Washington: School teachers who went through an intensive meditation programme were less edgy or stressed, and more compassionate towards others, according to a new finding.
Previous research has linked meditation to positive changes in blood pressure, metabolism and pain, but less is known about the specific emotional changes that result from the practice.
The new study by the University of California San Francisco (UCSF), was tasked with creating new techniques to minimise destructive emotions while improving social and emotional behaviour, the journal Emotion reports.
“The findings suggest that increased awareness of mental processes can influence emotional behaviour,” said Margaret Kemeny, director of the Health Psychology Program at California, who led the study.
“The study is particularly important because opportunities for reflection and contemplation seem to be fading in our fast-paced, technology-driven culture,” added Kemeny, according to an UCSF statement.
Altogether, 82 female schoolteachers aged between 25 and 60 years participated. Teachers were chosen because their work is stressful and meditation skills they learned could be immediately useful to their daily lives.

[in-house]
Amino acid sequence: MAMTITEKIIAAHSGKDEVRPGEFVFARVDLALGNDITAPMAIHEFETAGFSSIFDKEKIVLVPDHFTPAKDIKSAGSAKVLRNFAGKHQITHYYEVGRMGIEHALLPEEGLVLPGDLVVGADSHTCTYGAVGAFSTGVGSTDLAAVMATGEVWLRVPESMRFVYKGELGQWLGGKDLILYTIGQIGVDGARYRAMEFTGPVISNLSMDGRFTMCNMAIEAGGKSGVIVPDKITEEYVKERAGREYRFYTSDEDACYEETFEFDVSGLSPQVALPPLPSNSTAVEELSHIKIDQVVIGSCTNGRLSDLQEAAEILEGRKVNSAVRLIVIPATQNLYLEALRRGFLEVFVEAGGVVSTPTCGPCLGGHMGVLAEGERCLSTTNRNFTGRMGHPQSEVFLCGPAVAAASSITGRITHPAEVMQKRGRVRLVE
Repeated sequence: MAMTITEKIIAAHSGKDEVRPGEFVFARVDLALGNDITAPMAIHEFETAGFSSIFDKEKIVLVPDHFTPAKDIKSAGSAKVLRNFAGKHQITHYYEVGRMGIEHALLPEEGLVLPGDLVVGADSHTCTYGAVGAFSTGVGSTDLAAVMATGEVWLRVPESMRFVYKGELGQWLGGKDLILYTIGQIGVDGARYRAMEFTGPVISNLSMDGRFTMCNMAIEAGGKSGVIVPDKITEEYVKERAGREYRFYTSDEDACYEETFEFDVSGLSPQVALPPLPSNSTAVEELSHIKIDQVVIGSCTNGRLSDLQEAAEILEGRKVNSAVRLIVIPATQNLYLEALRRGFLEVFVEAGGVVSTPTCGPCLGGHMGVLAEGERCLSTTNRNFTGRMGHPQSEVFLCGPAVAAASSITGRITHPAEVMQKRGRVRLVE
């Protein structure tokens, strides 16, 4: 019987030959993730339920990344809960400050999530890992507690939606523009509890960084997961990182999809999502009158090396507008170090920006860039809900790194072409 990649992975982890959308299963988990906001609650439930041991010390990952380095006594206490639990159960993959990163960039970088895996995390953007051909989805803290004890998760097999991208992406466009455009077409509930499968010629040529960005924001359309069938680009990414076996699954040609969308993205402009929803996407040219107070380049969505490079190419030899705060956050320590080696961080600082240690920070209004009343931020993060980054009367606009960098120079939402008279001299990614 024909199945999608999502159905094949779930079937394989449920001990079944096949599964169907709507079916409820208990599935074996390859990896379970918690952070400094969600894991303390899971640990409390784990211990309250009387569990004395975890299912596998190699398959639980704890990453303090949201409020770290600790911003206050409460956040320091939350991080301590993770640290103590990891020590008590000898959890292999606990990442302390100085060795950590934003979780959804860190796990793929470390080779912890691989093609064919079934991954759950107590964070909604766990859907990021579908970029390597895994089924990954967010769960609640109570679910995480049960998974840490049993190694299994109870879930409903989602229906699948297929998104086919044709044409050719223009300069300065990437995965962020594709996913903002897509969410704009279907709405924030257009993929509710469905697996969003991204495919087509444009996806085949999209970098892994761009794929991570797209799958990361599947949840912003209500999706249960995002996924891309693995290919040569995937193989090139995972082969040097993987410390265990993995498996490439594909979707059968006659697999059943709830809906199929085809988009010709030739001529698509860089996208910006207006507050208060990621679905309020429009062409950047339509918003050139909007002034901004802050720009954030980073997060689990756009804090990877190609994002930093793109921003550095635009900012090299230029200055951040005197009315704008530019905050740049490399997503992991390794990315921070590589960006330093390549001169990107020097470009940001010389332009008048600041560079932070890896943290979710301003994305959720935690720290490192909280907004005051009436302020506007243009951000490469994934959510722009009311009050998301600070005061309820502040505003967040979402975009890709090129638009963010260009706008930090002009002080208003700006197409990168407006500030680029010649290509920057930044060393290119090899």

The study arose from a meeting 2,000 between Buddhist scholars, behavioural scientists and emotion experts at the home of the Dalai Lama.
There, the Dalai Lama and Paul Ekman, emeritus professor at the UCSF and world expert in emotions, pondered the topic of emotions, leading the Dalai Lama to pose a question: “In the modern world, would a secular version of Buddhist contemplation reduce harmful emotions?”
From that, Ekman and Buddhist scholar Alan Wallace developed a 42-hour, eight-week training programme, integrating secular meditation practices with techniques learned from the scientific study of emotion.